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Book Review

Publisher's Note:

Mormon's teaching to "lay hold upon every good thing" (Moroni 7:19) serves as an invitation to study truth from all cultures and all people. From great individuals of the past we gain valuable insights and cultural perspectives, and we are inspired by their triumphs over life's challenges. In this fascinating book, author S. Michael Wilcox profiles the lives of "his best friends in history"--ten people he wants to meet in the hereafter--individuals who have tutored his soul as well as his mind. The list includes St. Patrick, the slave who was not Irish; St. Francis of Assis, son of a wealthy Italian merchant who became a Catholic friar; Joan of Arc, a French peasant who became a national heroine; Mencius, a Chinese philosopher; Khadija and Aisha, wives of the prophet Mohammad; Siddartha, the Buddha; Charles Darwin, English scientist and naturalist; Sir Ernest Shackleton, Anglo-Irish explorer; George MacDonald, Scottish author, poet, and Christian minister; and Elizabeth Barrett Brownin…

Overall Book Review:

10 Great Souls I Want to Meet in Heaven is an educational book at its core.  Extremely interesting and thought provoking, Michael Wilcox examines the lives of ten individuals who exhibit different traits that exemplify some of God’s greatest gifts.  Wilcox makes it clear that these gifts are not just for a certain religion or segment of society, but for any that God deems suitable. 

Religious figures, explorers, scientists are studied and their lives examined to reveal that these individuals’ greatest gifts and achievements where divinely inspired.  Although certain individuals did not use their gifts to better Christianity, their lives and examples are still important to study and more importantly to recognize the source of their power was still God.  The greatest lesson the reader will learn is that an open mind is a wonderful thing.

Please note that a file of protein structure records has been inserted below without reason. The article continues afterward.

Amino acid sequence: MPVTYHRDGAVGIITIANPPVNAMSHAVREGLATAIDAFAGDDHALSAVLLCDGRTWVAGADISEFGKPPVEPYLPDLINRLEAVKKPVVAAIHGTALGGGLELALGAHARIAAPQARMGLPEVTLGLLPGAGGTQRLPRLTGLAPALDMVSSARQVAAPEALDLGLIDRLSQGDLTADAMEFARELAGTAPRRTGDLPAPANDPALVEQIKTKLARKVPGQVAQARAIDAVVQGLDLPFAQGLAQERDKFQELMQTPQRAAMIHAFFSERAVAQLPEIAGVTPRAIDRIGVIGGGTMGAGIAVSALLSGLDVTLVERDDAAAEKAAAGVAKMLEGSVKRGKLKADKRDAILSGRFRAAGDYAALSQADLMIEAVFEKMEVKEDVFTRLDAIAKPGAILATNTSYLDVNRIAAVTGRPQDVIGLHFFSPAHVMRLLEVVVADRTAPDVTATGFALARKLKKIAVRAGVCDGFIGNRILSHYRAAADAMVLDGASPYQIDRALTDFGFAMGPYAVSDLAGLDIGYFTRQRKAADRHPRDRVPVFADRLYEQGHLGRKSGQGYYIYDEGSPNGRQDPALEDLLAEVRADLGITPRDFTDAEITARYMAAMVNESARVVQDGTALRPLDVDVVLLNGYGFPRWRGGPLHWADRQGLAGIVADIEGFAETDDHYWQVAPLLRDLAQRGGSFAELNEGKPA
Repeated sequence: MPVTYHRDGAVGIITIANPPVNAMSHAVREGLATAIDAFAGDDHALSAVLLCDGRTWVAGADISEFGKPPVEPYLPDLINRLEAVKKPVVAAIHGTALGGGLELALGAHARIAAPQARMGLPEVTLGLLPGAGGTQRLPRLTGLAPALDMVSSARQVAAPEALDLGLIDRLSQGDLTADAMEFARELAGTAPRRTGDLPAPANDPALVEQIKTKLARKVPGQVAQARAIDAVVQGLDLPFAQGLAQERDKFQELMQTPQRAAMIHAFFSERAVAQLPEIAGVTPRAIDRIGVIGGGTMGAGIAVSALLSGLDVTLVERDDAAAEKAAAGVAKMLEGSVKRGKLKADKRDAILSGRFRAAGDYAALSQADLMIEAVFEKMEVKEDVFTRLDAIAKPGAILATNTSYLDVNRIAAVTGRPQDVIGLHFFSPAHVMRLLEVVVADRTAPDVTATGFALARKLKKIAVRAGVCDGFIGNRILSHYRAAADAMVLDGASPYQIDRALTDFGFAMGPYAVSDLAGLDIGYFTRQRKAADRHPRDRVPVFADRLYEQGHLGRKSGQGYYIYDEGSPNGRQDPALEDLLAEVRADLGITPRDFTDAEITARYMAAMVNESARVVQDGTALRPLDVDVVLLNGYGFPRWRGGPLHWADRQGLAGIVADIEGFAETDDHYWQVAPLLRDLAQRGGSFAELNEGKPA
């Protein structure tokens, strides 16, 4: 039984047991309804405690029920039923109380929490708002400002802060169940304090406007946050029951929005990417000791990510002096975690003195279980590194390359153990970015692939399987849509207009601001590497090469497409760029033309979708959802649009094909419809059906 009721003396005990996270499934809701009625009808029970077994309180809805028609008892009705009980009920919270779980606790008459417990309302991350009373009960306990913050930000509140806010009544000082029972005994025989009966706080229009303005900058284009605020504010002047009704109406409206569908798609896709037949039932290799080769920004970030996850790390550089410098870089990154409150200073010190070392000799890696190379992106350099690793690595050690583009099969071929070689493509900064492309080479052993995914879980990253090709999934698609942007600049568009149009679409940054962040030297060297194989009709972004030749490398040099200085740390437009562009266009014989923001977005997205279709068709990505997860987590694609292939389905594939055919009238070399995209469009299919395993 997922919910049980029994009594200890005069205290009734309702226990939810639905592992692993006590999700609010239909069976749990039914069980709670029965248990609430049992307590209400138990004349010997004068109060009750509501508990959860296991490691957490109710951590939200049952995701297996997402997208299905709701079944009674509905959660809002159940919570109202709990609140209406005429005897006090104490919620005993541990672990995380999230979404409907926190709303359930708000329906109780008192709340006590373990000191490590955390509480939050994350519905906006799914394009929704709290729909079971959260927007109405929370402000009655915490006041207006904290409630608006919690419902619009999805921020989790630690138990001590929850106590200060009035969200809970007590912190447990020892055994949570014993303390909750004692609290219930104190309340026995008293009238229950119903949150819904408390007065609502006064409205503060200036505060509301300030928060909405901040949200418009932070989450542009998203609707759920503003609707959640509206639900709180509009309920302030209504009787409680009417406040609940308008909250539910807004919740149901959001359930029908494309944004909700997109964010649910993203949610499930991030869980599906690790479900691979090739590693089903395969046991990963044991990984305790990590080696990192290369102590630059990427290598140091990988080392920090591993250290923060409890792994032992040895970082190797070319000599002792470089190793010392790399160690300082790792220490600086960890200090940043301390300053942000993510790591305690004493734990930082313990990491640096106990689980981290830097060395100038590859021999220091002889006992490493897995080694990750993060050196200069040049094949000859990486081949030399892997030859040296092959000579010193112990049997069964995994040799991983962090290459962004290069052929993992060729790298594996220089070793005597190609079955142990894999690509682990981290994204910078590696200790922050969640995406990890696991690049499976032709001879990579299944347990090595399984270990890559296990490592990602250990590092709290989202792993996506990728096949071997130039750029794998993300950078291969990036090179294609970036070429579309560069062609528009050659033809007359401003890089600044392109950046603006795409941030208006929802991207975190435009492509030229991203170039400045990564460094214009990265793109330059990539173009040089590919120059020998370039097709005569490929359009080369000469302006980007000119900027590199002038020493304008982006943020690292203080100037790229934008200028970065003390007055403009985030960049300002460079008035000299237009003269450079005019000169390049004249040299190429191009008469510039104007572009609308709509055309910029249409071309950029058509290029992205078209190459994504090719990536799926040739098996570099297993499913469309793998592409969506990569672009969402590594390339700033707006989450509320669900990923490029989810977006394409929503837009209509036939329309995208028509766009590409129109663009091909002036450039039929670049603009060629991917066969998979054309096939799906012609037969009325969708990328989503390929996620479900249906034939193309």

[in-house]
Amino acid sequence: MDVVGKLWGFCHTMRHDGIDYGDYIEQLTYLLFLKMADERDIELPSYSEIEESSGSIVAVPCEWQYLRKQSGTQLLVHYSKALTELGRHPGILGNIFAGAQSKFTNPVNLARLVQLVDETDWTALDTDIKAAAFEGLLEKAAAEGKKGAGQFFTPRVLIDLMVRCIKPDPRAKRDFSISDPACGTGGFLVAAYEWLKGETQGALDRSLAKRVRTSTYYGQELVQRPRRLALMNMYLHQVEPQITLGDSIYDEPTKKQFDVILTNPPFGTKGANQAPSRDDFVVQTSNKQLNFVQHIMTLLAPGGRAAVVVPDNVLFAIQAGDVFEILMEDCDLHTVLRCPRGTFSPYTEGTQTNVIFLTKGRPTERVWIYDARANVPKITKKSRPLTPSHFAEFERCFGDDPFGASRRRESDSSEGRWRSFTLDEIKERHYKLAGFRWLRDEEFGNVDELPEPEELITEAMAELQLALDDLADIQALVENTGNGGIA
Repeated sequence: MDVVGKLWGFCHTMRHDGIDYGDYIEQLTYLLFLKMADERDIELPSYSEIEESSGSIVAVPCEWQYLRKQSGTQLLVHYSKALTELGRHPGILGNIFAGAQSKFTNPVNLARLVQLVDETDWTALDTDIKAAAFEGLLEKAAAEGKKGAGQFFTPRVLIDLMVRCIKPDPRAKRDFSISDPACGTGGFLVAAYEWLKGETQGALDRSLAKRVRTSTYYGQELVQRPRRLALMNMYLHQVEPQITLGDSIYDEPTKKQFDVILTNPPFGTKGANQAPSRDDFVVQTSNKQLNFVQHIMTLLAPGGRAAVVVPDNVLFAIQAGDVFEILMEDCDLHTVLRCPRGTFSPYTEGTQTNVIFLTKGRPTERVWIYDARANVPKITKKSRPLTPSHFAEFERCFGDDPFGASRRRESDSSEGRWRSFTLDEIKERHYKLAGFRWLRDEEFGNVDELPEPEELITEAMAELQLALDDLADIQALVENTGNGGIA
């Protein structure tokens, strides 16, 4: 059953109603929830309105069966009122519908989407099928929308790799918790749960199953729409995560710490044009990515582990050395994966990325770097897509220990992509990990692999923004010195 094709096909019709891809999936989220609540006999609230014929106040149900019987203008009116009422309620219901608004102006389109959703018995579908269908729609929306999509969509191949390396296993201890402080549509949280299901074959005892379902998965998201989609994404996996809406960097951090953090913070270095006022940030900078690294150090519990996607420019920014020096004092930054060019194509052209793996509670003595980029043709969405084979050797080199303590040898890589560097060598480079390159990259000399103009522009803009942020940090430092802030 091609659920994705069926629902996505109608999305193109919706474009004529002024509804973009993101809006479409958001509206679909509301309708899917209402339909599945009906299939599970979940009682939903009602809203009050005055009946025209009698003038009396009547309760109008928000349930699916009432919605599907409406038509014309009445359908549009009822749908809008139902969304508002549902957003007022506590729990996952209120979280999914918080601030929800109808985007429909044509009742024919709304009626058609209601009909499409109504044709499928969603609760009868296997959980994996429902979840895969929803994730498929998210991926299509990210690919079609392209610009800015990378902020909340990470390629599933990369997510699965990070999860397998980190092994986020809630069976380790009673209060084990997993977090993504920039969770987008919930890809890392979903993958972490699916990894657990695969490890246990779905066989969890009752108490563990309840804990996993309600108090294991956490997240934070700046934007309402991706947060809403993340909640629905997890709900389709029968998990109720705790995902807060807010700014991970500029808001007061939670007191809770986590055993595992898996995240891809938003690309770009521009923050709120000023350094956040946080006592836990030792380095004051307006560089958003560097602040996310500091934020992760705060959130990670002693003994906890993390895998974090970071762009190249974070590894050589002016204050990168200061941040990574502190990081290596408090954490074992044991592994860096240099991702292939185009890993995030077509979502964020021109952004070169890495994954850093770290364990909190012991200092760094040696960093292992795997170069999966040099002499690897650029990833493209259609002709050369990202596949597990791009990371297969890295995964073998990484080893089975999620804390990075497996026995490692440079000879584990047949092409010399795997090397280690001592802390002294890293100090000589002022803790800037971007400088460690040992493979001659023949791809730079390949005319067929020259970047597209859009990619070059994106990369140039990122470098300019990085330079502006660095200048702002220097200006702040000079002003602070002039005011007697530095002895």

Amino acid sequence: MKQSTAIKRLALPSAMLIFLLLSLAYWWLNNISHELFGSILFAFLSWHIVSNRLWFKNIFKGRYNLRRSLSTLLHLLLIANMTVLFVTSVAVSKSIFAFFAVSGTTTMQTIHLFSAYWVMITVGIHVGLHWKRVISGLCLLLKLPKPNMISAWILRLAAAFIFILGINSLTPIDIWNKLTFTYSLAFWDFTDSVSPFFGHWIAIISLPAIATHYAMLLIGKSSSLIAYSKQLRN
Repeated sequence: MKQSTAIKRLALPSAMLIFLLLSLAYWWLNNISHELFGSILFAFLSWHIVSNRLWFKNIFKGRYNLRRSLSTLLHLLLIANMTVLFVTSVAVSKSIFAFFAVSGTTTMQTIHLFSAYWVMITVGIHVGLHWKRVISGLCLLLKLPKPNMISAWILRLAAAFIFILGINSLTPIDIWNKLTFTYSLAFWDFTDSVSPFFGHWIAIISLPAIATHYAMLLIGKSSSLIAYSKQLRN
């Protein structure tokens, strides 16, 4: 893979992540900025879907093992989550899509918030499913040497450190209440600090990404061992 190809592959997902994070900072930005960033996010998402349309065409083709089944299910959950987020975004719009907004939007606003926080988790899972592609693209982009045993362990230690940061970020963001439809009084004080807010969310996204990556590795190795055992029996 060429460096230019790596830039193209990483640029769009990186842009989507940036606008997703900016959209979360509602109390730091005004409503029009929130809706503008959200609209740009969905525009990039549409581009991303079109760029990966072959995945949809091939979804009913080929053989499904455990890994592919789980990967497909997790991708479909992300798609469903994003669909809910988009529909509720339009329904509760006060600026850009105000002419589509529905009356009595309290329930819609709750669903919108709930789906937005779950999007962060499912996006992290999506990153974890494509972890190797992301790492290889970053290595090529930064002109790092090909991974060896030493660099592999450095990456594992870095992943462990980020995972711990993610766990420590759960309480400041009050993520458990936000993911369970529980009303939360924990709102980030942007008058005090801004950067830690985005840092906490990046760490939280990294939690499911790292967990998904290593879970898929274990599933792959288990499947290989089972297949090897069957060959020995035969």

You will be a better person after reading this book.  I highly recommend it.

Content Analysis:

Language/Profanity:  None

Violence/Gore:  Discusses the last months of the life of Joan of Arc: imprisoned, tortured, threatened, burned at the stake, non-detailed; Mentions slavery and poor living conditions that included hand-to-hand fighting, non-detailed; discusses war, war casualties and property destruction, non-detailed; some characters are killed exploring the South Pole, deaths are non-detailed.

Sex/Nudity:  One instance that insinuated rape or sexually assault, non-detailed; some occasions of flirting or courting, romantic in nature, non-detailed; references the practice of polygamy.

Mature Subject Matter:

War, death of family member, slavery, philosophy, religious philoshophy (Buddism, Islam, several sects of Christianaty), natural selection, medicinal drug use (opium, ether), polygamy, torture.

Alcohol / Drug Use:

Characters are mentioned to partake in drinking alcohol and smoking cigars or cigarettes’; medicinal use of opium and ether.

Overall Book Rating

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About the Reviewer

I didn’t like reading at first. It was boring. It took me awhile to find out that great places, amazing people, and fantastic things were found in the pages of books.